DUBAI (Reuters) - Bahraini authorities said on Tuesday they had arrested 28 people who had been planning attacks in villages in the kingdom.
The interior ministry did not name the detainees, say when they were held or elaborate on the nature of the planned attacks.
Bahrainis who have been accused in the past by the Sunni Muslim-led government of planning and launching attacks have included opposition activists from the majority Shi‘ite community.
“The investigation interrupted and dismantled a number of terrorist operations planned in various villages,” state news agency BNA quoted the ministry as saying.
“The investigation included the tracking of individuals and the monitoring of their safe houses,” it added.
The ministry said some of those detained had already been convicted on terrorism charges in absentia and had been sentenced to life terms in jail, while others had their citizenships revoked.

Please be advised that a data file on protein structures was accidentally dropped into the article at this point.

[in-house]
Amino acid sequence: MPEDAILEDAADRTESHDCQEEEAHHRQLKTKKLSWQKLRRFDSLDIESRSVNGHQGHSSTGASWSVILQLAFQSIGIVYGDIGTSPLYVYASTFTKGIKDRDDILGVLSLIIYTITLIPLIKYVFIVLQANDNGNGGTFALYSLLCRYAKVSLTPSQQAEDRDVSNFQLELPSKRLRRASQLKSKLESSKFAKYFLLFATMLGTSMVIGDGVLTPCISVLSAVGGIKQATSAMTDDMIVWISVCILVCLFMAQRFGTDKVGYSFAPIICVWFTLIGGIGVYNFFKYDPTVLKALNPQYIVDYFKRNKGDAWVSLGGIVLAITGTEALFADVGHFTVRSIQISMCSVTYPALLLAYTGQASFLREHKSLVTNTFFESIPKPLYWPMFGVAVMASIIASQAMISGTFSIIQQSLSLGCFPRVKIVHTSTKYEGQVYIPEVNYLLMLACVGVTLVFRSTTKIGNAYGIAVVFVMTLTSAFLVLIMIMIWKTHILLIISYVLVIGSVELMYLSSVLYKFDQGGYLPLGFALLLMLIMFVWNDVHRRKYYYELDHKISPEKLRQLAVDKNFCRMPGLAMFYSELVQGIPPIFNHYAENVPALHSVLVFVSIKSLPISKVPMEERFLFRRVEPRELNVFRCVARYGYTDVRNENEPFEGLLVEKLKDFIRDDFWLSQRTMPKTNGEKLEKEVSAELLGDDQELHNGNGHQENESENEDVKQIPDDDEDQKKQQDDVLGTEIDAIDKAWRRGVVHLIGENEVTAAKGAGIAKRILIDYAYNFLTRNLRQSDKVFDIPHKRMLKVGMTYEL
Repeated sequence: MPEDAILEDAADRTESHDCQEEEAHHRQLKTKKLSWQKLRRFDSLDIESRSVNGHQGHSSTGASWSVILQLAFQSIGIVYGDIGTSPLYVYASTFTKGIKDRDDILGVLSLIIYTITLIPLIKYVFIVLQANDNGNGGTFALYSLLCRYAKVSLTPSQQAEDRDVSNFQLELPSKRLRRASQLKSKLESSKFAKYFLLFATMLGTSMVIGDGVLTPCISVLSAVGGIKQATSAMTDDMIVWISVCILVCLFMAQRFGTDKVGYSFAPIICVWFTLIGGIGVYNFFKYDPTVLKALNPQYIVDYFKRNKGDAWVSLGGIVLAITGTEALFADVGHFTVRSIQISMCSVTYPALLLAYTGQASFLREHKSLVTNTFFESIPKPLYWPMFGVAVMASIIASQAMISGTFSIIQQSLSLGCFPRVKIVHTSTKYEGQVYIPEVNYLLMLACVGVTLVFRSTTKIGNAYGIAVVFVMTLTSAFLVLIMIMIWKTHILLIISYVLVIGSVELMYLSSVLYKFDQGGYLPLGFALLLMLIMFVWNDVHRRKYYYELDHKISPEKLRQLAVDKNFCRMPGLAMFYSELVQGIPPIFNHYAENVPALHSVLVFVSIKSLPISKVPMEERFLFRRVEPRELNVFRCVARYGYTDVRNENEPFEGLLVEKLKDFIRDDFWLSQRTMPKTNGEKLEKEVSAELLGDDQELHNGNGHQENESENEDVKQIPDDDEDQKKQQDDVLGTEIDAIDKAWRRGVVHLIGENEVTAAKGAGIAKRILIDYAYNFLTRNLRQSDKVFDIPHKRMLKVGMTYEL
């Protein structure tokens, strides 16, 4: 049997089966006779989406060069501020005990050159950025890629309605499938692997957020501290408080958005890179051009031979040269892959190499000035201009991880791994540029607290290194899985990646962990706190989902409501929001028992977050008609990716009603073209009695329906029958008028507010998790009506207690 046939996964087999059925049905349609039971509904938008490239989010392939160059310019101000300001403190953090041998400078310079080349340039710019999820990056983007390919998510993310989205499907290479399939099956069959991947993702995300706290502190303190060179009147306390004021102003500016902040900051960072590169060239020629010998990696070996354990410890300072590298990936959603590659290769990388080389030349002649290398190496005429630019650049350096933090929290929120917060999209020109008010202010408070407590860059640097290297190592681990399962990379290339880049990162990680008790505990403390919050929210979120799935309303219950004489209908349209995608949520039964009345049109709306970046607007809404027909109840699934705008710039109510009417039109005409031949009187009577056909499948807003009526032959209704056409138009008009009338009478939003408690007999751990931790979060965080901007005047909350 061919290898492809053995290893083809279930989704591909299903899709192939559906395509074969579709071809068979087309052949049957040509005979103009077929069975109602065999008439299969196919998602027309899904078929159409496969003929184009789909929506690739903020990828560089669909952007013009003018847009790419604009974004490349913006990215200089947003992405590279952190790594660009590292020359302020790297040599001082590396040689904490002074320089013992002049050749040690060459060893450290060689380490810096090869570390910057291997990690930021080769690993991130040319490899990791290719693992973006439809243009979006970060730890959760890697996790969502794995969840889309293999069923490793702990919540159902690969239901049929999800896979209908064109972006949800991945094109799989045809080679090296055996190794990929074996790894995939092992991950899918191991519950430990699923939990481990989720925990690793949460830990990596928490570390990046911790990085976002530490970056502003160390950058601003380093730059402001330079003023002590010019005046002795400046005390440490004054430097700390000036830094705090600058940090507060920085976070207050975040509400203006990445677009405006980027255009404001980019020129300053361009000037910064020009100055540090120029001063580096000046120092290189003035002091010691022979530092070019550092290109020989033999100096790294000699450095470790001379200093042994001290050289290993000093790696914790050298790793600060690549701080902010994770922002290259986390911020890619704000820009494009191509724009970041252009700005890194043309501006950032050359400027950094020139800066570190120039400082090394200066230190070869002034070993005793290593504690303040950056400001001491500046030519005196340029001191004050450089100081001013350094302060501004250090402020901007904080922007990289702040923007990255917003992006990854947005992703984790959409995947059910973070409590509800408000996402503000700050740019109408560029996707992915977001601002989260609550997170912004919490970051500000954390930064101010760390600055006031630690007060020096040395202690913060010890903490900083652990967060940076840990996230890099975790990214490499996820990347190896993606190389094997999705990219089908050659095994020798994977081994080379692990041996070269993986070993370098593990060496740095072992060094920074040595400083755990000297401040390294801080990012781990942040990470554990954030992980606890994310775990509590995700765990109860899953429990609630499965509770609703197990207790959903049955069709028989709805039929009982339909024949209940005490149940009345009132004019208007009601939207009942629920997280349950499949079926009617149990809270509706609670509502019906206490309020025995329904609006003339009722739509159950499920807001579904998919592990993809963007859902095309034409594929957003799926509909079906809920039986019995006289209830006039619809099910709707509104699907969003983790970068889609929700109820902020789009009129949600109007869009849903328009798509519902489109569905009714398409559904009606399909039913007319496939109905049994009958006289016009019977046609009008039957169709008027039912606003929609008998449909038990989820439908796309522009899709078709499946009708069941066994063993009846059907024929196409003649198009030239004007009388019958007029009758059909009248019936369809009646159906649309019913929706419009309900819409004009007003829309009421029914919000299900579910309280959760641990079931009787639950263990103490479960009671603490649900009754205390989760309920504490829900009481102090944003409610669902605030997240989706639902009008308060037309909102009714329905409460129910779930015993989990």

Bahrain’s public prosecutor said on Monday that eight other men were sentenced to fifteen years in prison for the attempted murder of nine policemen in 2013, without providing details.
The Sunni Muslim royal family used martial law, backed up by military intervention from some other Gulf Arab forces, to quell a Shi‘ite-led uprising in 2011, but unrest has simmered.
Shi‘ites in the kingdom complain of discrimination and police brutality, but authorities say they have implemented reforms. Demonstrations have increasingly given way to bomb attacks on the security forces, which have killed several members of the security forces.
Bahrain, where the U.S. Fifth Fleet is based as a bulwark against Shi‘ite Iran, accuses Tehran of encouraging the unrest and has promised a tough response as talks with the opposition have stalled. Iran has denied meddling in Bahrain’s affairs.
Reporting by Noah Browning and Amena Bakr Editing by Jeremy Gaunt